Qiviut is the down from a Muskox which ranges north of the Arctic Circle.

The animals are rare... from The Fleece and Fiber Sourcebook: there are only 3 farms that raise Muskox in Alaska and Alberta, Canada and some wild herds also in live in Alaska, Canada and Greenland.  The fiber sheds off in one sheet rather than smaller clumps.  One Muskox produces between 5 and 8 pounds of Qiviut per year.  The staple is between 0.5 and 6 inches with a diameter ranging between 11 and 19 microns.

File:Ovibos moschatus qtl3.jpg
Image from Wikipedia

Qiviut products can be acquired through Oomingmak, a Native Alaskan Cooperative.  I also found some on Etsy, but not much.  As my friend who (jokingly) suggested I make a Qiviut liner for my Donegal Wool Hat says, "Cashmere is an economy fiber when compared to Qiviut."

As it happens, I have a tiny bit (1/4 ounce) of roving in my stash.  This came from the Estes Park Wool Market a couple of years ago and was part of a spinning sampler that had some other wonderful, rare fibers in it.

All I can really say is, "Wow!"

It is so fine and so soft and I am carefully spinning it into a thread.

I told a friend... "Remember your first experience touching camel and how amazing that was?  Well, now that you know that, touching Qiviut for the first time is the exact same experience."

I have no firm idea of what this will become other than a two-ply yarn.  I may just skein it and pet it.  :-)

Thursday, March 14, 2013

A Week in Pictures

Friday Morning: I have been spreading spent hay and alpaca manure on the first garden over the winter.  The soil has warmed up enough that it seems possible to start tilling, but we're expecting snow on Saturday.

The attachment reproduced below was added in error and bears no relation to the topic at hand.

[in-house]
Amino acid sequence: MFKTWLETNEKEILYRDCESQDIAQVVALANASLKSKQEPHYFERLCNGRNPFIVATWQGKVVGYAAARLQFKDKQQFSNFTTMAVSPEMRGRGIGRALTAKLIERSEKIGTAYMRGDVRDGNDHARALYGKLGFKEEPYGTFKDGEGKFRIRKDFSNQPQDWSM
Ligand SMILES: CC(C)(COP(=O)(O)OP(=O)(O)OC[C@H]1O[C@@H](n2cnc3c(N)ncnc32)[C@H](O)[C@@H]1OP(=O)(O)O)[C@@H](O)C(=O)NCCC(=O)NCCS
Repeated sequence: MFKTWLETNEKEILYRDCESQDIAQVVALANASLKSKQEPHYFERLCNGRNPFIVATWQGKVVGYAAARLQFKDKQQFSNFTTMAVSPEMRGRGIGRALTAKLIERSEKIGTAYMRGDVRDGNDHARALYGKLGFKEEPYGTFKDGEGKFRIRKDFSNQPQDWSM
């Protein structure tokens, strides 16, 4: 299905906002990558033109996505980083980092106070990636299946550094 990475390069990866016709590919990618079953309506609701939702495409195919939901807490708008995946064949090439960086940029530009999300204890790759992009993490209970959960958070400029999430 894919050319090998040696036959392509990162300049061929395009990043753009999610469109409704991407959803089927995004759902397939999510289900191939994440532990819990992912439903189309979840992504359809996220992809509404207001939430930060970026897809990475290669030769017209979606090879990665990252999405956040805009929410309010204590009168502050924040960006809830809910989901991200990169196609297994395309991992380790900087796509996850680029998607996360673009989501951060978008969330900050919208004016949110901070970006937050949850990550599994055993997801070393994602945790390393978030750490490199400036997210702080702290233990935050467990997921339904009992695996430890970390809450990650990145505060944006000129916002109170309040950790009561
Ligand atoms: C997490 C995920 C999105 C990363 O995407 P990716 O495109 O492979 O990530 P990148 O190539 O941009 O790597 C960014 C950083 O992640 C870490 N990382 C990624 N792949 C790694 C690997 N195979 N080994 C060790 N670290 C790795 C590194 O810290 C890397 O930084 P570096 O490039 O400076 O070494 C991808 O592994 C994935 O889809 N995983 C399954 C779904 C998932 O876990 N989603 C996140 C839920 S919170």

Saturday Morning:  2 inches of what became about 5 inches of accumulation before the day was over.  It never really got below freezing, so the snow was melting as it was accumulating.

Sunday Morning: fresh snow and blue skies.  The 5 inches are about half melted already.

Monday Morning: What snow?

Tuesday Morning: We were surprised by another 4 inches of the fluffy white stuff... also half melted by the time I took the photo.

Wednesday Morning:  A little frost, but the snow is gone again.

This morning, Thursday:  We had our first night that stayed above freezing in quite a while.

Theoretically I should be able to plant the early season seeds this coming weekend, but with all of the recent moisture, the ground has been too wet to do any meaningful garden preparations.

My next opportunity to do any garden preparation is Saturday, which has a forecast of rain.

I am not complaining, we need the water.  :-)

Happy Spring!

Friday, March 8, 2013

Fiber Arts Friday: Donegal Hat

With my single hank of Donegal Wool I want to make something that will show off the beauty of the yarn.

I thought quite a lot about the Palindrome Scarf.  A simple pattern with broad sections of knits and pearls... essentially a reversible stockinette scarf.... I do think that scarves should always be reversible.... or a least the reverse should not look like the back or the inside.  ;-)

Since the scarf is supposed to be long... and I like long scarves, I also thought this would be a good choice since I only have the one hank.  I could knit until the scarf is so long that I trip over it, or until I ran out of yarn... which ever came first.  ;-)


The yarn is really too scratchy to use as a scarf... so after many needle sizes and much deliberation, I am now working on a gently-cabled hat.

I really like how the little slubs of color are popping out, but not taking over.... which, I think, is the beauty of Donegal Tweed.


I'm thinking that the yarn will still be too scratchy on the forehead for a hat.

One of my comadres suggested a Qiviut liner, which would be luxurious.  Another had suggested a vest, but I haven't found any patterns I'm crazy about.  I am also having the thought about (finally?) setting up my loom and using it in a weaving of some sort.

I have only about 350 yards.  So, do any of you awesome, Fiberistas have a wonderfully, simple-looking pattern that I may be missing?

Thanks and Happy Fiber Arts Friday.

Sunday, March 3, 2013

Puppy Therapy